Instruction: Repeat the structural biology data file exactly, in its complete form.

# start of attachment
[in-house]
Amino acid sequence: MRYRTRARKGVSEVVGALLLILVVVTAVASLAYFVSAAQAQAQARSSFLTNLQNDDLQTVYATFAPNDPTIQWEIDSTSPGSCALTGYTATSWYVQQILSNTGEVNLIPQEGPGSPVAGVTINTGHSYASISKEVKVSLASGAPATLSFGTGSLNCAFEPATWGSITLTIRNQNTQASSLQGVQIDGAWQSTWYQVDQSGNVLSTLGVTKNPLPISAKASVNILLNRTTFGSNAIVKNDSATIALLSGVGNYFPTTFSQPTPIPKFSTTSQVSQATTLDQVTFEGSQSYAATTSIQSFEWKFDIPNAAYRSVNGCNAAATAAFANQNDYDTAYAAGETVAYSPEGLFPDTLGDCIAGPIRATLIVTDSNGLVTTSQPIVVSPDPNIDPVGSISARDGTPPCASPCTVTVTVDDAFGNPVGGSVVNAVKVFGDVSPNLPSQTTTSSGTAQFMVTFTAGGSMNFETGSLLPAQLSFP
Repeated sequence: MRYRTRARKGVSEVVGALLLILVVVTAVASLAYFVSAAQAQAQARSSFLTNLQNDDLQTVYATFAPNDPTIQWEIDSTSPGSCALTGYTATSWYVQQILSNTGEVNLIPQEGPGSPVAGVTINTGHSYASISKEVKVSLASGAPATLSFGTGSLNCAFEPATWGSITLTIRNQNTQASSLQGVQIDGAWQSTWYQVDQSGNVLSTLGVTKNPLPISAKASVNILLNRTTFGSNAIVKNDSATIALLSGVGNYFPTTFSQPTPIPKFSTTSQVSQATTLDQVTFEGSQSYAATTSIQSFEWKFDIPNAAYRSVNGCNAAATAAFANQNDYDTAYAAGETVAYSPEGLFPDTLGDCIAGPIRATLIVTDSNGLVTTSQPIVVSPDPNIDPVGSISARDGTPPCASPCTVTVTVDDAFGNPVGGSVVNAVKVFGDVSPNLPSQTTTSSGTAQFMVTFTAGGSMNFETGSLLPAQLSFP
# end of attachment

[in-house]
Amino acid sequence: MRYRTRARKGVSEVVGALLLILVVVTAVASLAYFVSAAQAQAQARSSFLTNLQNDDLQTVYATFAPNDPTIQWEIDSTSPGSCALTGYTATSWYVQQILSNTGEVNLIPQEGPGSPVAGVTINTGHSYASISKEVKVSLASGAPATLSFGTGSLNCAFEPATWGSITLTIRNQNTQASSLQGVQIDGAWQSTWYQVDQSGNVLSTLGVTKNPLPISAKASVNILLNRTTFGSNAIVKNDSATIALLSGVGNYFPTTFSQPTPIPKFSTTSQVSQATTLDQVTFEGSQSYAATTSIQSFEWKFDIPNAAYRSVNGCNAAATAAFANQNDYDTAYAAGETVAYSPEGLFPDTLGDCIAGPIRATLIVTDSNGLVTTSQPIVVSPDPNIDPVGSISARDGTPPCASPCTVTVTVDDAFGNPVGGSVVNAVKVFGDVSPNLPSQTTTSSGTAQFMVTFTAGGSMNFETGSLLPAQLSFP
Repeated sequence: MRYRTRARKGVSEVVGALLLILVVVTAVASLAYFVSAAQAQAQARSSFLTNLQNDDLQTVYATFAPNDPTIQWEIDSTSPGSCALTGYTATSWYVQQILSNTGEVNLIPQEGPGSPVAGVTINTGHSYASISKEVKVSLASGAPATLSFGTGSLNCAFEPATWGSITLTIRNQNTQASSLQGVQIDGAWQSTWYQVDQSGNVLSTLGVTKNPLPISAKASVNILLNRTTFGSNAIVKNDSATIALLSGVGNYFPTTFSQPTPIPKFSTTSQVSQATTLDQVTFEGSQSYAATTSIQSFEWKFDIPNAAYRSVNGCNAAATAAFANQNDYDTAYAAGETVAYSPEGLFPDTLGDCIAGPIRATLIVTDSNGLVTTSQPIVVSPDPNIDPVGSISARDGTPPCASPCTVTVTVDDAFGNPVGGSVVNAVKVFGDVSPNLPSQTTTSSGTAQFMVTFTAGGSMNFETGSLLPAQLSFP